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Welcome to the HPRC Blog. We've got lots of information here, from quick tips to in-depth posts about detailed human performance optimization topics.

HPRC Fitness Arena: Total Force Fitness

Army Physical Readiness Training TC 3-22.20 iPhone App

Integrate technology into your workout by downloading the Army PRT onto your mobile device.

Army Physical Readiness Training, TC 3-22.20, is available in an app for your iPhone. The app includes exercise videos and workouts to help you succeed in increasing your cardiovascular fitness, muscular strength and endurance, and mobility—all of which are required to pass the Army Physical Fitness Test.

Performance Quote: Challenge yourself

HPRC Fitness Arena: Mind Tactics, Total Force Fitness
"Life is not a having and a getting, but a being and a becoming." -Matthew Arnold, 19th-century British writer and philosopher

"Life is not a having and a getting, but a being and a becoming." - Matthew Arnold, 19th-century British writer and philosopher

Optimized performance is an ongoing process of always becoming smarter, stronger, faster, and more resilient. Constantly redefine your goals; never be satisfied with “good enough.” Challenge yourself in all areas of your life. If you feel that you’ve reached your peak, find something new to conquer. Rest and charge again!

Don’t worry—write your stress away

HPRC Fitness Arena: Mind Tactics, Total Force Fitness
Instead of worrying, try writing down your concerns to reduce your stress.

Worrying is normal. If you tend to think that worrying will help you prevent stress later, you're not alone. Unfortunately, it doesn't work like that. Worrying can become a problem all by itself, especially when you're worrying about something that can't be solved. Try this instead: Make a habit of writing your worries down. Keeping a journal or a record, like some people do for weight loss or a training regime (see Rule #9 in OSOK’s 10 Rules of Engagement), can help you see patterns and trends, mark progress, and simply get things off your mind. For some, seeing a concern written down allows them to "forget" it. Keep a journal in a place where you find yourself worrying a lot (except in your car—limit your writing to someplace safe), such as the dinner table or the nightstand beside your bed. When you find yourself worrying, start jotting, and over the course of the week, see if it hasn't helped you get a handle on worrying. If it helps you take action or let go, you've done your mind a favor.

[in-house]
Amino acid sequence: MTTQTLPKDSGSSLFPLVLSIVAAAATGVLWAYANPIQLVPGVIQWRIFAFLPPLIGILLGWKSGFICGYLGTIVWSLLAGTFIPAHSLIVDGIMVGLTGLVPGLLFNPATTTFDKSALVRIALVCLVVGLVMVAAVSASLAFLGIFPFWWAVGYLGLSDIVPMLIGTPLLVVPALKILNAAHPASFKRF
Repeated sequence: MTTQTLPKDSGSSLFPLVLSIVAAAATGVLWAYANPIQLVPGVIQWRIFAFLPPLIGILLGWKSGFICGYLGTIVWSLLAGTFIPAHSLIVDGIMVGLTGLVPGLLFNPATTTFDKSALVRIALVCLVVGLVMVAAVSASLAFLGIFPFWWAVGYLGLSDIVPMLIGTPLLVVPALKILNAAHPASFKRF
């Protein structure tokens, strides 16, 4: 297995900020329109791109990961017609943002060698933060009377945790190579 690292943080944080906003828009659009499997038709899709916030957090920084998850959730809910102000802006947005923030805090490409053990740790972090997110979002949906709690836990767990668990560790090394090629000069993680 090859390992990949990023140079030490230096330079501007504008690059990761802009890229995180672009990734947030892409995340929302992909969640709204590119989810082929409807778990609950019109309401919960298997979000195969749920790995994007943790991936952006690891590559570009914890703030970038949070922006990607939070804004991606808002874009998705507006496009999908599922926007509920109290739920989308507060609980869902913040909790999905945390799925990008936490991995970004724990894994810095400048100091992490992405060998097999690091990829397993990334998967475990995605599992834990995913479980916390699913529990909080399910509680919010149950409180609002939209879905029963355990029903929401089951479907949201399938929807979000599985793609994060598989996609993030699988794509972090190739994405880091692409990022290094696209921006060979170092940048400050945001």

MHS highlights Total Force Fitness

July was the Military Health System’s “Total Fitness Month.” HPRC offers lots of resources to follow up on their recommendations for healthy living.

This past July, the Military Health System focused on promoting Total Force Fitness, giving priority to seven top areas: tobacco-free living, drug-abuse prevention, healthy eating, active living, injury-free and violence-free living, reproductive and sexual health, and mental and emotional well-being. They suggest managing your own health and wellness by making healthy choices between doctor’s visits. For inspirations and ideas that can help, check out HPRC’s ways to:

Operation Supplement Safety (OPSS) has now been launched to answer many of your questions about Dietary Supplements. Visit the OPSS section of HPRC’s website now to learn more!

Caffeine and performance—limit your intake for best performance.

HPRC Fitness Arena: Mind Tactics, Total Force Fitness
Caffeine shouldn't be a replacement for sleep, and too much degrades your physical performance.

Caffeine in moderate doses can boost both physical and cognitive performance. It can help maintain alertness when you are doing long boring activities such as highway driving. It is especially effective for enhancing alertness and mental performance when individuals are sleep deprived. However, if you can, it is better to get the sleep your body needs. The suggested level of intake for enhancing cognitive performance is relatively low—one or two cups of coffee or one or two energy drinks (about 80-200 mg of caffeine). Larger doses can cause side effects (e.g. nervousness, irritability, shakiness, and trouble sleeping). It is very important not to consume large amounts of caffeine before trying to sleep. Blood levels of caffeine peak at about 60 minutes and are maintained for approximately two to three hours. Thus, although each person is different, another dose after four hours may confer additional benefits for activities of long duration or when alertness must be maintained.

The bottom line is, more caffeine will not improve performance—and may actually degrade it due to various negative side effects at higher doses.

Operation Supplement Safety (OPSS) has now been launched to answer many of your questions about Dietary Supplements. Visit the OPSS section of HPRC’s website now to learn more!